Turkish Lira falls 30% despite efforts by the Turkish Central Bank
The Turkish Central Bank announced last week that it would intervene to stop the fall of the Turkish lira, which has lost some 30% of its value against the dollar in one month.
The Turkish Lira currency has continued to tumble in recent weeks, as a result of a monetary policy decreed by President Recep Tayyip Erdogan and deemed irrational by many observers.
The Central Bank lowered its key interest rate again in November (from 16 to 15%), for the third time in less than two months, thus running the risk of fuelling inflation which is already close to 20%. This has led in turn to a dramatic drop in purchasing power, as the government-induced inflation is driving prices off the roof.
The currency’s volatility has surged to record levels in more than 20 years. The USDTRY GARCH Volatility Analysis currently shows a 1 monthly prediction at 35.08 %.
Who said what?
Moody’s: “We expect consumer price inflation, which stood at 21.3% in November, will accelerate to around 25% or even higher in the coming months” – Reuters.
William Jackson, chief emerging markets economist at Capital Economics: “We don’t see policymakers looking to reverse course, trying to get investors back on board”- WSJ.
Guldem Atabay, Istanbul Analytics: “An experiment is being conducted and Erdogan is in charge of this experiment. Interest rates will be brought down as far as they can” Ekathimerini.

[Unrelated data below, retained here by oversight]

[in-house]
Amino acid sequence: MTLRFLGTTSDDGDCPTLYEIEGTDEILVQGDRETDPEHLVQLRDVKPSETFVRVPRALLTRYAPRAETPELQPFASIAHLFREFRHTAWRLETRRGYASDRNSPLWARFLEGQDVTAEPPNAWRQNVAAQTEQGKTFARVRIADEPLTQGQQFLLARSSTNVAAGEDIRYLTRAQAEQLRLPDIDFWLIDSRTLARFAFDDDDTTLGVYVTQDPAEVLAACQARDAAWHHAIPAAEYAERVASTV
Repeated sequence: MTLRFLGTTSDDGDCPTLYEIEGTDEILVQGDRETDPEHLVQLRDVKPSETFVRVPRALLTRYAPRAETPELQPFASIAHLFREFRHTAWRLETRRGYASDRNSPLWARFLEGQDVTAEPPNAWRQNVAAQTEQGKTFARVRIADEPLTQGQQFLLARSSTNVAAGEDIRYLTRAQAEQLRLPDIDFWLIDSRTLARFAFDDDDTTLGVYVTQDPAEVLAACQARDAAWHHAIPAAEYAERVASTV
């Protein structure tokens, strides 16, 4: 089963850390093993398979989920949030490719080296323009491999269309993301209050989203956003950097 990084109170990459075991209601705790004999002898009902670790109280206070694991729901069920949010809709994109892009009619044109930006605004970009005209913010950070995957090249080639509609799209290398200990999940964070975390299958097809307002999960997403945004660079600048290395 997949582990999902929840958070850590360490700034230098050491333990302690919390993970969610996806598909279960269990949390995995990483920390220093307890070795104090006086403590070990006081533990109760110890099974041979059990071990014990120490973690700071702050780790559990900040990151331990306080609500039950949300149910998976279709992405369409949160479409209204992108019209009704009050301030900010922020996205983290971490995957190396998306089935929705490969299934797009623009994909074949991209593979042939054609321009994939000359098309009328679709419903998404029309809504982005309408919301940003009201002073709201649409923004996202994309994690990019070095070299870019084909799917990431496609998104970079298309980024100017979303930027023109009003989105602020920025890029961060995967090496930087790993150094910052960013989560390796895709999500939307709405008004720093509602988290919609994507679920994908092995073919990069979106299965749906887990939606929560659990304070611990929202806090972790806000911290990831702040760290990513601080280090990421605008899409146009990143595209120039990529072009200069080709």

Lira Negative outlook
The S&P rating agency was pessimistic on Saturday about the future development of the Turkish economy and its public finances. While S&P keeps Turkey’s credit rating unchanged for the time being, the outlook has been revised downward to negative.
Turkey’s central bank has repeatedly lowered the interest rate, whereas when inflation is high it is customary to make borrowing more expensive.
The fact that the national currency is losing value is dangerous for Turkey, according to S&P Global. Much of the country’s debts are owed by foreign creditors, and it becomes more and more expensive to pay them off when the lira is so low. S&P maintains Turkey’s rating at B + for the time being, which means lenders are at significant risk.
Good news from the Gulf?
Turkey has proved to be a reliable partner for Qatar, especially during the blockade imposed by its Saudi and Emirati neighbours in 2017 when it kept shipping supplies, consumer goods and troops to support the Qataris.
In what is obviously a quid pro quo, Qatar has been providing $15bn in currency swaps for Turkey since 2020, in the backdrop of high lira volatility. In addition, two heads of a state visits in the past month have led to investment pledges, the details of which are yet to be revealed.
There is good reason to expect that Qatar, already being the second-largest investor in Turkey, could be the short-term answer to the country’s current economic chaos.
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